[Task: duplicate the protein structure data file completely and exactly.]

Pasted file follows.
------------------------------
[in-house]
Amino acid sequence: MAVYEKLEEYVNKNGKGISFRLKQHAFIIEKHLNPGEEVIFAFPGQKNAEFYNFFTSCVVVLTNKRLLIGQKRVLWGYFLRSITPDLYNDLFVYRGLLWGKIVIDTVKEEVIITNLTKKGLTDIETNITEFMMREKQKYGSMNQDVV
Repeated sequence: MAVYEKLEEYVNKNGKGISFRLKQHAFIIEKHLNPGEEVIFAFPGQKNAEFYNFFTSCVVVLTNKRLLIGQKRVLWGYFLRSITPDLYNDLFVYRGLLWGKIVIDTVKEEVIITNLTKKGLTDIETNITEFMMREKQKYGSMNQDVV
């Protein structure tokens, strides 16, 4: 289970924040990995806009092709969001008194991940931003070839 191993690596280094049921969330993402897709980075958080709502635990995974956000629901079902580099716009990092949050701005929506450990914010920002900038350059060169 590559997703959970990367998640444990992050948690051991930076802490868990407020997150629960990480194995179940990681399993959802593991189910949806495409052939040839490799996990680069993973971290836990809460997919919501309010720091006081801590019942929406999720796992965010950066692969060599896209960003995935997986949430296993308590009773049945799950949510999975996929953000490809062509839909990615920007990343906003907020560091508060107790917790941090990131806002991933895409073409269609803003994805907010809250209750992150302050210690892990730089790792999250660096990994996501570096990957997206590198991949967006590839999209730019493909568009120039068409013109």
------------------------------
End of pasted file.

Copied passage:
[in-house]
Amino acid sequence: MAVYEKLEEYVNKNGKGISFRLKQHAFIIEKHLNPGEEVIFAFPGQKNAEFYNFFTSCVVVLTNKRLLIGQKRVLWGYFLRSITPDLYNDLFVYRGLLWGKIVIDTVKEEVIITNLTKKGLTDIETNITEFMMREKQKYGSMNQDVV
Repeated sequence: MAVYEKLEEYVNKNGKGISFRLKQHAFIIEKHLNPGEEVIFAFPGQKNAEFYNFFTSCVVVLTNKRLLIGQKRVLWGYFLRSITPDLYNDLFVYRGLLWGKIVIDTVKEEVIITNLTKKGLTDIETNITEFMMREKQKYGSMNQDVV
């Protein structure tokens, strides 16, 4: 289970924040990995806009092709969001008194991940931003070839 191993690596280094049921969330993402897709980075958080709502635990995974956000629901079902580099716009990092949050701005929506450990914010920002900038350059060169 590559997703959970990367998640444990992050948690051991930076802490868990407020997150629960990480194995179940990681399993959802593991189910949806495409052939040839490799996990680069993973971290836990809460997919919501309010720091006081801590019942929406999720796992965010950066692969060599896209960003995935997986949430296993308590009773049945799950949510999975996929953000490809062509839909990615920007990343906003907020560091508060107790917790941090990131806002991933895409073409269609803003994805907010809250209750992150302050210690892990730089790792999250660096990994996501570096990957997206590198991949967006590839999209730019493909568009120039068409013109």